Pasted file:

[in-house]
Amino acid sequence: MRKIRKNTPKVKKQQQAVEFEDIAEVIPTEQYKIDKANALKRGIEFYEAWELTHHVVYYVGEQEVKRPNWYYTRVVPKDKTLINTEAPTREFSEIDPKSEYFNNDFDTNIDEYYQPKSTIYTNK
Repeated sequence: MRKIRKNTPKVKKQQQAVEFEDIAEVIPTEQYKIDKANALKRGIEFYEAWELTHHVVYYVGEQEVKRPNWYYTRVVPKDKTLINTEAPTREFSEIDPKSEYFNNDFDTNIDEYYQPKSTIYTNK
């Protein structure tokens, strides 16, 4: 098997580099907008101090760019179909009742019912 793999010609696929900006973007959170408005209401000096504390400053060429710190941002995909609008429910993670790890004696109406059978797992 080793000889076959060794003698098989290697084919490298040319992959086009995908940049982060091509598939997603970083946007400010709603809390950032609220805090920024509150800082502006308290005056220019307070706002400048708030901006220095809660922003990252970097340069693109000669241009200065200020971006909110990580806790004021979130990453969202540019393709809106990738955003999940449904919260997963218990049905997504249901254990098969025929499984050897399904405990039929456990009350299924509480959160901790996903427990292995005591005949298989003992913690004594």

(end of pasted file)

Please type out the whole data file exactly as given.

[in-house]
Amino acid sequence: MRKIRKNTPKVKKQQQAVEFEDIAEVIPTEQYKIDKANALKRGIEFYEAWELTHHVVYYVGEQEVKRPNWYYTRVVPKDKTLINTEAPTREFSEIDPKSEYFNNDFDTNIDEYYQPKSTIYTNK
Repeated sequence: MRKIRKNTPKVKKQQQAVEFEDIAEVIPTEQYKIDKANALKRGIEFYEAWELTHHVVYYVGEQEVKRPNWYYTRVVPKDKTLINTEAPTREFSEIDPKSEYFNNDFDTNIDEYYQPKSTIYTNK
């Protein structure tokens, strides 16, 4: 098997580099907008101090760019179909009742019912 793999010609696929900006973007959170408005209401000096504390400053060429710190941002995909609008429910993670790890004696109406059978797992 080793000889076959060794003698098989290697084919490298040319992959086009995908940049982060091509598939997603970083946007400010709603809390950032609220805090920024509150800082502006308290005056220019307070706002400048708030901006220095809660922003990252970097340069693109000669241009200065200020971006909110990580806790004021979130990453969202540019393709809106990738955003999940449904919260997963218990049905997504249901254990098969025929499984050897399904405990039929456990009350299924509480959160901790996903427990292995005591005949298989003992913690004594």